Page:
Sensory-Friendly Foods: Nourishing Tummies and Tempting Taste Buds

For children with sensory processing differences, mealtimes can be a challenging experience. Textures, smells, and even the visual presentation of food can trigger overwhelm or avoidance. But fear not, parents and caregivers! With a little understanding and creativity, you can create a menu that caters to sensory preferences and nourishes both bodies and minds.

Understanding Sensory Sensitivities:

Children with sensory processing disorders (SPD) may be:

  • Hypersensitive: Easily bothered by strong tastes, textures, or smells. Foods like spicy sauces, crunchy vegetables, or citrus fruits might be unappealing.
sensory issues, stimming, sensory integration therapy, autism treatment, speech therapy
sensory issues, stimming, sensory integration therapy, autism treatment, speech therapy
sensory issues, stimming, sensory integration therapy, autism treatment, speech therapy
  • Hyposensitive: Craving intense sensory experiences. They might seek out salty, sour, or crunchy foods, or even chew on non-food items.
  • ┬áSeeking specific sensory input: Drawn to certain textures, tastes, or smells. Their preferences might be unpredictable and change over time.

Catering to Different Needs:

Here are some sensory-friendly food ideas categorized by common preferences:

For Hypersensitive Individuals:

  • Smooth and Soft Textures: Mashed potatoes, yogurt, smoothies, cooked vegetables, soft fruits (bananas, melons)
  • Mild Flavors: Plain chicken, pasta with cheese sauce, scrambled eggs, mild fruits (apples, grapes)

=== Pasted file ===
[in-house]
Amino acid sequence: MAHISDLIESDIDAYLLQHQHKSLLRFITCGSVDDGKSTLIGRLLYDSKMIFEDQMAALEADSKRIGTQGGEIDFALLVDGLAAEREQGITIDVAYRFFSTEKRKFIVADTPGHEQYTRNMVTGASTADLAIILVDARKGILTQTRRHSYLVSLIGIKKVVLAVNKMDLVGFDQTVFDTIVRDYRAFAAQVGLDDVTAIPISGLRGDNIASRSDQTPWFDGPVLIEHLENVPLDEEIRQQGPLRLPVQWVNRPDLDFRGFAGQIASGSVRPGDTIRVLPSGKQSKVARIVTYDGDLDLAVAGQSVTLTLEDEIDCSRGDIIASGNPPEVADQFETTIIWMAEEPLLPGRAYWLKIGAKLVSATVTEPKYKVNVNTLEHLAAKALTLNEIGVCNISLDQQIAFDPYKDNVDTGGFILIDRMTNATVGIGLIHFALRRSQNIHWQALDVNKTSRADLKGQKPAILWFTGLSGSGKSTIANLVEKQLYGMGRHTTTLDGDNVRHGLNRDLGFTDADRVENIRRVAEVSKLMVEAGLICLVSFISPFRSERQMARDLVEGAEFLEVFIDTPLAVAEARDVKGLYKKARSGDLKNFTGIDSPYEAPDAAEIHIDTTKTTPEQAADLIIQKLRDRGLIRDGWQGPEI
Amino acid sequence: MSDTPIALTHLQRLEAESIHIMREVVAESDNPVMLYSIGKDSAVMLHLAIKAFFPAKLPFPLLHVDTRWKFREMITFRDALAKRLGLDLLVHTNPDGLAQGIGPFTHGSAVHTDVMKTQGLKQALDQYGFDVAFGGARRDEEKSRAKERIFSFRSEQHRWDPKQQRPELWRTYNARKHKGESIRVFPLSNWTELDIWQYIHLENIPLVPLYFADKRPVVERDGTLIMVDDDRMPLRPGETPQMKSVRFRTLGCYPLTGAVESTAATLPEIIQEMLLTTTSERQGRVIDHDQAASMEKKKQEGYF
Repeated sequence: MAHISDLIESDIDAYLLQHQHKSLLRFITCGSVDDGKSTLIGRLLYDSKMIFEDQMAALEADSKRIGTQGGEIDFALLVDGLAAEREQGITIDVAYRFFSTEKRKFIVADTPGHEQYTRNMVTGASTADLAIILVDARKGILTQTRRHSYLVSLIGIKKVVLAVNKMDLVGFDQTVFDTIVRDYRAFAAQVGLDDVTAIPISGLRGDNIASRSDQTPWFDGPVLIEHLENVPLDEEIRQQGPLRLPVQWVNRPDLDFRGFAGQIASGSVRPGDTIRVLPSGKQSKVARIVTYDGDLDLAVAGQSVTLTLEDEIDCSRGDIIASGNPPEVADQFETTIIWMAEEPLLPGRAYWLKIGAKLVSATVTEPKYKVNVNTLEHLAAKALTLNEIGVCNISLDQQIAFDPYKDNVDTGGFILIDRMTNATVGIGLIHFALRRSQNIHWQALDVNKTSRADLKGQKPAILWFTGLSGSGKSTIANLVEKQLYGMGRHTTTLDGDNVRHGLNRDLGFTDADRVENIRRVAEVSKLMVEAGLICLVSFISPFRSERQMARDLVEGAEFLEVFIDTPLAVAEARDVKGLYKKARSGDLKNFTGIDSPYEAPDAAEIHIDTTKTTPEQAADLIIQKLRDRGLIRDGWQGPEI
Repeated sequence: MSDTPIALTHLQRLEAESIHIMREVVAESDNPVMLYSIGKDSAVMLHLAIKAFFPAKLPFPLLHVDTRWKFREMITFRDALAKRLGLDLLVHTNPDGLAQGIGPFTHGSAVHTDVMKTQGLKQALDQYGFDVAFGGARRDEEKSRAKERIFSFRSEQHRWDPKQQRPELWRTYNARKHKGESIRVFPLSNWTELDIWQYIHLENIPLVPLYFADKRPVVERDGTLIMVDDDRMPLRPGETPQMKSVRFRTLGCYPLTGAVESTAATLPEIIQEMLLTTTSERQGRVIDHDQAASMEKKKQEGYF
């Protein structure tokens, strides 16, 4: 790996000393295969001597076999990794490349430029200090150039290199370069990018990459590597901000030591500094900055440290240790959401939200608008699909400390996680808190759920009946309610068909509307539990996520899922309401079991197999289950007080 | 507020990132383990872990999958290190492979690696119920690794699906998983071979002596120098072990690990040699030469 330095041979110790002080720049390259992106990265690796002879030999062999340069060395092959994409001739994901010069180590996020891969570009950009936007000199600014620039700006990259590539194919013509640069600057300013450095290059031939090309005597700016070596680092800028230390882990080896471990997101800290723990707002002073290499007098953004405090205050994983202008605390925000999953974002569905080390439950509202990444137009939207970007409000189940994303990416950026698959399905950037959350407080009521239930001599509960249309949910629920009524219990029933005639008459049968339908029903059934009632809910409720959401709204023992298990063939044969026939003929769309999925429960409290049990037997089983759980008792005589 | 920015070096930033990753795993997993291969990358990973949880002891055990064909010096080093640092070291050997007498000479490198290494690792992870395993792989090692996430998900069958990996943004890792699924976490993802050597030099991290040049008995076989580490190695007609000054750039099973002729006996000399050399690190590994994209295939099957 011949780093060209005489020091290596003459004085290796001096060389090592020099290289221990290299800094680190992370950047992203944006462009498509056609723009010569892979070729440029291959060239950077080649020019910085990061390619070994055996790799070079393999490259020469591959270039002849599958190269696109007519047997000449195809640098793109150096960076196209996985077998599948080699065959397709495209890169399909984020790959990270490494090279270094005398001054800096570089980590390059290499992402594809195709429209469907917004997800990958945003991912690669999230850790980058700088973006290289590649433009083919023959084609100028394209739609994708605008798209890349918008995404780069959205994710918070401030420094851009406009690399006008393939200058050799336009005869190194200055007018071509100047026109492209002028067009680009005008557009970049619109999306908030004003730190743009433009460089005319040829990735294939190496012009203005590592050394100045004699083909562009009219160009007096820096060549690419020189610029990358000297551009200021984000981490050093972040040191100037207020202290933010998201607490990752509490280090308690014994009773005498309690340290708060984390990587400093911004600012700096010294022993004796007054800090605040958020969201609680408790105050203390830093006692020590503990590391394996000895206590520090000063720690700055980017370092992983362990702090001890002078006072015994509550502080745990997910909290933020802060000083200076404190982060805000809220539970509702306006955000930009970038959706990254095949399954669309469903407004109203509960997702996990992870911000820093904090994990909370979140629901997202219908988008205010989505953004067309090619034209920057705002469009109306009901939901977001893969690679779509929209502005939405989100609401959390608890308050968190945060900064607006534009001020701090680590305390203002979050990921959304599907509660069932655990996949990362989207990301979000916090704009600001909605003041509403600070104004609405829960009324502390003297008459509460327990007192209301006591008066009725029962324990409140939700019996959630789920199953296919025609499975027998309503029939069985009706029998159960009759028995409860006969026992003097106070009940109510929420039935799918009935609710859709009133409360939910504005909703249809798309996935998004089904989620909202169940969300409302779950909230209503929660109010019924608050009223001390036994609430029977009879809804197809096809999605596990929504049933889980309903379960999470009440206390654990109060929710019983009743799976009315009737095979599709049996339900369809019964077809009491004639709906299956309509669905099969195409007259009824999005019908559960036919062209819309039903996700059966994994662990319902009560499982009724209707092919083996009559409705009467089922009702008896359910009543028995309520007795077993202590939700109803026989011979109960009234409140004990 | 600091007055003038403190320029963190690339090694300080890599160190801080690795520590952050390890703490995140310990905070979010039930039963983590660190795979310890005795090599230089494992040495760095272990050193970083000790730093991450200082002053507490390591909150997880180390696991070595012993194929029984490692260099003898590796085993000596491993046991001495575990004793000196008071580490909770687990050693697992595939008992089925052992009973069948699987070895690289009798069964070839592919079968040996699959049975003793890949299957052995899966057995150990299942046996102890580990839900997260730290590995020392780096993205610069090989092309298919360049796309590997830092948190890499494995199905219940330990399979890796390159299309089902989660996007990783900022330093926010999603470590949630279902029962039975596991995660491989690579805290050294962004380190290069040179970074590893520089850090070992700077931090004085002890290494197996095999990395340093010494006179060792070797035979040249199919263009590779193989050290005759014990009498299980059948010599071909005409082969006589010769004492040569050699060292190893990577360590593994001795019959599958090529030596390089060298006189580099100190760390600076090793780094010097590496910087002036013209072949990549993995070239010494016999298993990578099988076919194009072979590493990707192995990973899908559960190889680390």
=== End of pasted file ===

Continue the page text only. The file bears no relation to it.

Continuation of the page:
• Bland Scents: Cooked rice, oatmeal, crackers, bread

For Hypersensitive Individuals:

  • Crunchy Textures: Raw vegetables, toasted nuts, crackers, granola, popcorn
  • Strong Flavors: Spicy sauces, pickles, olives, citrus fruits, cheeses
  • Bold Scents: Garlic, onions, herbs, spices

For Seekers of Specific Input:

  • Chewy Textures: Chewy granola bars, dried fruit, chewy bread, beef jerky
  • Sour Tastes: Yogurt with lemon zest, pickles, vinegar-based salad dressings
  • Strong Smells: Roasted garlic, herbs like mint or basil, spices like cinnamon or cumin


  • Individualized approach: Every child is unique, so experiment and observe their reactions to different foods.
  • Start small: Introduce new foods slowly and pair them with familiar favorites.
  • Presentation matters: Make food visually appealing with fun shapes, colors, and plating techniques.
  • Positive reinforcement: Celebrate successes and focus on making mealtimes enjoyable and stress-free.

Additional Tips:

  • Sensory breaks: Offer calming activities before or after meals if needed.
  • Involve the child: Let them participate in meal planning and preparation.
  • Seek professional guidance: An occupational therapist can provide personalized strategies and recommendations.

How Dr. Sumeet Dhawan Can Help:

Additional Reading links

  1. “Understanding Sensory Processing Disorders in Children” – WebMD:
  2. “The Impact of Sensory Processing Disorders on Eating Behaviors” – Child Mind Institute:
  3. “Creating a Sensory-Friendly Kitchen: Tips for Parents” –
  4. “Sensory-Friendly Foods for Autism Spectrum Disorders” – Autism Speaks:
  5. “Strategies for Picky Eaters with Sensory Sensitivities” – The Hanen Centre:
  6. “How to Make Mealtimes Less Stressful for Children with Sensory Processing Issues” – Child Mind Institute:
  7. “Sensory-Friendly Mealtime Strategies” – Star Institute for Sensory Processing Disorder:
  8. “Cooking with Kids: 5 Sensory-Friendly Recipes” – Verywell Family:
  9. “How to Encourage a Child with Autism to Eat Different Foods” – The Autism Site:
  10. “Sensory-Friendly Snacks and Meal Ideas for Kids” – North Shore Pediatric Therapy:

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